news National pay TV giant Foxtel has launched a new online service dubbed ‘Presto’, which will see consumers charged $24.99 per month to access “a regularly updating collection of great films”, all streamed through the Internet, as opposed to its existing pay TV platform.
In a statement issued yesterday, the company said Presto’s launch, slated for later this year, “aligns perfectly with the increasing appetite for movie content delivered over the internet across different devices”. It will feature content already licensed to the Foxtel Movies channels, including access to “the biggest box office releases of 2012 at launch along with on demand access to the Foxtel Movies vault of recent and older favourite movies”
Richard Freudenstein, Foxtel Chief Executive, said: “Australians are hungry for different ways to experience great entertainment when they want and how they want. The launch of Presto as a second brand allows us to meet the needs of different customer segments more effectively and is another way Foxtel is continuing to make its content more accessible.”
“Foxtel offers distinctive ways to watch: the market-leading full Foxtel service for the whole family, complete with the widest range of channels, high quality products like iQ, HD and Foxtel Go. We also offer flexible and spontaneous access to our content with Foxtel Play. Presto is the next major step in offering customers a product that’s just right for them. Presto will be a great online service for movie lovers with streaming through an intuitive interface and great movies backed by curated collections, recommendations and critics reviews.”
“Our aim is to utilise Foxtel’s assets and expertise in a smart way to capture a healthy share of the growing digital market. We are already investing in content, platforms and experiences to delight movie-loving customers so it makes sense that we launch Presto as part of our digital media content strategy.”
Presto includes access to all seven live Foxtel Movies channels: Foxtel Movies Premiere, Foxtel Movies Comedy, Foxtel Movies Drama/ Romance, Foxtel Movies Thriller/ Crime, Foxtel Movies Action/ Adventure, Foxtel Movies Family, and Foxtel Movies Masterpiece without the need to buy-through a basic tier, unlike Foxtel’s more traditional pay TV service.
Foxtel Movies offers “the best of all the major studios and key independents” including MGM, NBCUniversal, Paramount Pictures, Roadshow Films, Sony Pictures Entertainment, Twentieth Century Fox, The Walt Disney Company, Warner Bros. Entertainment, Hopscotch Entertainment One, ICON, Studiocanal and Transmission Films.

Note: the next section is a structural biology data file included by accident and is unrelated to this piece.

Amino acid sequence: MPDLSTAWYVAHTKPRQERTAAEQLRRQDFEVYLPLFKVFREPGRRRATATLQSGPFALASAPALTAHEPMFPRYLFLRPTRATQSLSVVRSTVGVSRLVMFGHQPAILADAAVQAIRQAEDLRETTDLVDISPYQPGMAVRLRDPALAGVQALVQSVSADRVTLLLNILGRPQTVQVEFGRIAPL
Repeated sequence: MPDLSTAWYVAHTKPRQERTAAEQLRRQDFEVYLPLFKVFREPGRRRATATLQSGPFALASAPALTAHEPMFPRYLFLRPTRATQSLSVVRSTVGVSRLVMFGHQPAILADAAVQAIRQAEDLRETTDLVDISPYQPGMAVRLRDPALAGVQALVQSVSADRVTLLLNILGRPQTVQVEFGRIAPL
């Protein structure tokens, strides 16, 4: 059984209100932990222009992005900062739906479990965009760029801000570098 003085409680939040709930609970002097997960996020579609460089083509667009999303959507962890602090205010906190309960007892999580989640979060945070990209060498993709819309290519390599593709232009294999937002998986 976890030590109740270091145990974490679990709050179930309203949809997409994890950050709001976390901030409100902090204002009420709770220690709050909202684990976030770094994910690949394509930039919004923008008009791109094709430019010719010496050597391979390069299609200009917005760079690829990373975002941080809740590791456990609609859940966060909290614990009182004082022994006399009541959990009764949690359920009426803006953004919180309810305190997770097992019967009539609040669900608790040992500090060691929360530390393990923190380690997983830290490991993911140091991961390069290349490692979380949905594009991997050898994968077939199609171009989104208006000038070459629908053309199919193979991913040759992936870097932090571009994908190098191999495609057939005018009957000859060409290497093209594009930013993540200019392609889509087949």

Presto will launch initially for PC and Mac computers and will be available on “compatible iOS and Android tablets” to Presto subscribers shortly after. It will be available to all Australians “with a suitable internet connection”. Movie lovers will be able to connect in minutes, the company said, and will be free to come and go from the service on a monthly basis, with no lock-in contract.
The launch of Presto follows the launch of a similar service, Foxtel Play, in July. However, that service is focused on the broader Foxtel offering, including television shows, for example. The company also has an existing mobile platform, Go, although the company caused a small degree of controversy in July when it blocked non-Samsung Android and jailbroken Apple devices from being able to access the platform.
$24.99 a month, for access to a slew of modern movies? Sounds pretty good, but I don’t really want to sign up for a subscription service for movies. Instead, what I want to do is be able to purchase individual films — and the ones I want, not ones that Foxtel picks for me. I think the launch of Presto is a positive step for Foxtel, but I can’t help but suspect we’ll see many of the same lock-in, subscription shenanigans with Presto that we’ve seen from the company in the past. Foxtel can’t help but think about things in terms of subscriptions, and while that model may work for traditional pay TV, I’m not so sure it works for entertainment content online, unless it’s delivered in certain specific verticals, such as sport, where there is a demand for ongoing content.
Image credit: Screenshot of Foxtel website